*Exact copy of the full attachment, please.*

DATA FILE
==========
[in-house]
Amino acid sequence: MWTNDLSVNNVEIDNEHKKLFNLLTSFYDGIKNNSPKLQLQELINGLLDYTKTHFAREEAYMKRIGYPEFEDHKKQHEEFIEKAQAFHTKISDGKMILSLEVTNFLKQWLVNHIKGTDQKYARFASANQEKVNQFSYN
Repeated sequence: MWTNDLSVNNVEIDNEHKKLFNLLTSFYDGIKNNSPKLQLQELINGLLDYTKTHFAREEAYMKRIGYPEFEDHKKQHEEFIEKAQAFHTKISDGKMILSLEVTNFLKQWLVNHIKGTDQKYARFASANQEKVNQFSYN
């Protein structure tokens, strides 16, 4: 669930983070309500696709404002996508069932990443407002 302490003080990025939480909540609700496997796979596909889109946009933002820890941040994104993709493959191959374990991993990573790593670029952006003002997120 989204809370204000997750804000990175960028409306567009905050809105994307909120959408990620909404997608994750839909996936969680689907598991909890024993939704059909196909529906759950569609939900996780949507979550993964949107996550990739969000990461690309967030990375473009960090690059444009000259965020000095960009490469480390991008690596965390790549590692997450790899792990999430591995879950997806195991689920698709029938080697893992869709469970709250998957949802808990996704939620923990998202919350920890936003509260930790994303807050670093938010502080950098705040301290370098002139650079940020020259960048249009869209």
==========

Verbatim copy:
[in-house]
Amino acid sequence: MWTNDLSVNNVEIDNEHKKLFNLLTSFYDGIKNNSPKLQLQELINGLLDYTKTHFAREEAYMKRIGYPEFEDHKKQHEEFIEKAQAFHTKISDGKMILSLEVTNFLKQWLVNHIKGTDQKYARFASANQEKVNQFSYN
Repeated sequence: MWTNDLSVNNVEIDNEHKKLFNLLTSFYDGIKNNSPKLQLQELINGLLDYTKTHFAREEAYMKRIGYPEFEDHKKQHEEFIEKAQAFHTKISDGKMILSLEVTNFLKQWLVNHIKGTDQKYARFASANQEKVNQFSYN
């Protein structure tokens, strides 16, 4: 669930983070309500696709404002996508069932990443407002 302490003080990025939480909540609700496997796979596909889109946009933002820890941040994104993709493959191959374990991993990573790593670029952006003002997120 989204809370204000997750804000990175960028409306567009905050809105994307909120959408990620909404997608994750839909996936969680689907598991909890024993939704059909196909529906759950569609939900996780949507979550993964949107996550990739969000990461690309967030990375473009960090690059444009000259965020000095960009490469480390991008690596965390790549590692997450790899792990999430591995879950997806195991689920698709029938080697893992869709469970709250998957949802808990996704939620923990998202919350920890936003509260930790994303807050670093938010502080950098705040301290370098002139650079940020020259960048249009869209």